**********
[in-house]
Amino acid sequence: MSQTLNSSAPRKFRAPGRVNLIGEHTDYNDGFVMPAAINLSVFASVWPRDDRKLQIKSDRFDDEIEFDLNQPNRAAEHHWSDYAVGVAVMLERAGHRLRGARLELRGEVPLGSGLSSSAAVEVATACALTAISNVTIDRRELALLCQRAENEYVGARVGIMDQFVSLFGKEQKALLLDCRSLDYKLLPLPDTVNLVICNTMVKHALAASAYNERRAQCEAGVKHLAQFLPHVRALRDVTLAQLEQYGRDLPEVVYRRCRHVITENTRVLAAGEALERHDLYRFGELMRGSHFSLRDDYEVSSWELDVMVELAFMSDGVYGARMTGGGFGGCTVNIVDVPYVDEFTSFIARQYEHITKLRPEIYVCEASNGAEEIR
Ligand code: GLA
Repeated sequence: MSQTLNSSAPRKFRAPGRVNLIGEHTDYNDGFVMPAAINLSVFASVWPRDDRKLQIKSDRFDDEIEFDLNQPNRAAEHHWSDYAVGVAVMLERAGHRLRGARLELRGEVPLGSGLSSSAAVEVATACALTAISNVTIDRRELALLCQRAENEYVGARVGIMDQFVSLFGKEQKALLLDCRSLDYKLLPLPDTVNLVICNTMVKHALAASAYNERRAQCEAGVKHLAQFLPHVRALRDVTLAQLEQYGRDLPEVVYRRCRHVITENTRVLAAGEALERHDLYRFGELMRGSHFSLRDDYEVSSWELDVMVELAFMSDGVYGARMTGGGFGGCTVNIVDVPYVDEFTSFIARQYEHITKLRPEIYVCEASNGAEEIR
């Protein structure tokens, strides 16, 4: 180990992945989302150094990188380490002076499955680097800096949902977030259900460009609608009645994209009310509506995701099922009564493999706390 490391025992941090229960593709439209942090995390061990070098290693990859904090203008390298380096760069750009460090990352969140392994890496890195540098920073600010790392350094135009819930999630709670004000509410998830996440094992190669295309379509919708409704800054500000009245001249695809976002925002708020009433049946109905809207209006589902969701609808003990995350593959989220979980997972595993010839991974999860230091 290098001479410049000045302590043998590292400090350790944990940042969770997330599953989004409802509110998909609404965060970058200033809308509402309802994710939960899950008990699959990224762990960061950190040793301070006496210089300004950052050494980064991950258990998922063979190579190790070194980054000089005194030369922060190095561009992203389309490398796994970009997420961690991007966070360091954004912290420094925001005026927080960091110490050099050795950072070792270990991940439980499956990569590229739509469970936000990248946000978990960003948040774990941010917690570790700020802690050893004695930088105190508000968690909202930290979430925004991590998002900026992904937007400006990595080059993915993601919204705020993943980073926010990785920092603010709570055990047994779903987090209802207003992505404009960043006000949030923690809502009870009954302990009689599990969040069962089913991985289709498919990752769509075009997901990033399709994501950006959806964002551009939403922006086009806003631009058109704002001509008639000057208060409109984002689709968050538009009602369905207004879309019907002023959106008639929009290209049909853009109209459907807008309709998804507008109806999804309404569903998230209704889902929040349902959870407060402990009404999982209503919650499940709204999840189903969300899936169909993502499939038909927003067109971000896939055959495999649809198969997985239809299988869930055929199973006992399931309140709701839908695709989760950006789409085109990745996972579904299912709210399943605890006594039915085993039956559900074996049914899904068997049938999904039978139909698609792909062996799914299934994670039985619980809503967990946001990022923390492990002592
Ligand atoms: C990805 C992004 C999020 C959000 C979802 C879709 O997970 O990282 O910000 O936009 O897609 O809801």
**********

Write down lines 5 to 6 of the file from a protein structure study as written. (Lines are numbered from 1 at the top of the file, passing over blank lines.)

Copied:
């Protein structure tokens, strides 16, 4: 180990992945989302150094990188380490002076499955680097800096949902977030259900460009609608009645994209009310509506995701099922009564493999706390 490391025992941090229960593709439209942090995390061990070098290693990859904090203008390298380096760069750009460090990352969140392994890496890195540098920073600010790392350094135009819930999630709670004000509410998830996440094992190669295309379509919708409704800054500000009245001249695809976002925002708020009433049946109905809207209006589902969701609808003990995350593959989220979980997972595993010839991974999860230091 290098001479410049000045302590043998590292400090350790944990940042969770997330599953989004409802509110998909609404965060970058200033809308509402309802994710939960899950008990699959990224762990960061950190040793301070006496210089300004950052050494980064991950258990998922063979190579190790070194980054000089005194030369922060190095561009992203389309490398796994970009997420961690991007966070360091954004912290420094925001005026927080960091110490050099050795950072070792270990991940439980499956990569590229739509469970936000990248946000978990960003948040774990941010917690570790700020802690050893004695930088105190508000968690909202930290979430925004991590998002900026992904937007400006990595080059993915993601919204705020993943980073926010990785920092603010709570055990047994779903987090209802207003992505404009960043006000949030923690809502009870009954302990009689599990969040069962089913991985289709498919990752769509075009997901990033399709994501950006959806964002551009939403922006086009806003631009058109704002001509008639000057208060409109984002689709968050538009009602369905207004879309019907002023959106008639929009290209049909853009109209459907807008309709998804507008109806999804309404569903998230209704889902929040349902959870407060402990009404999982209503919650499940709204999840189903969300899936169909993502499939038909927003067109971000896939055959495999649809198969997985239809299988869930055929199973006992399931309140709701839908695709989760950006789409085109990745996972579904299912709210399943605890006594039915085993039956559900074996049914899904068997049938999904039978139909698609792909062996799914299934994670039985619980809503967990946001990022923390492990002592
Ligand atoms: C990805 C992004 C999020 C959000 C979802 C879709 O997970 O990282 O910000 O936009 O897609 O809801």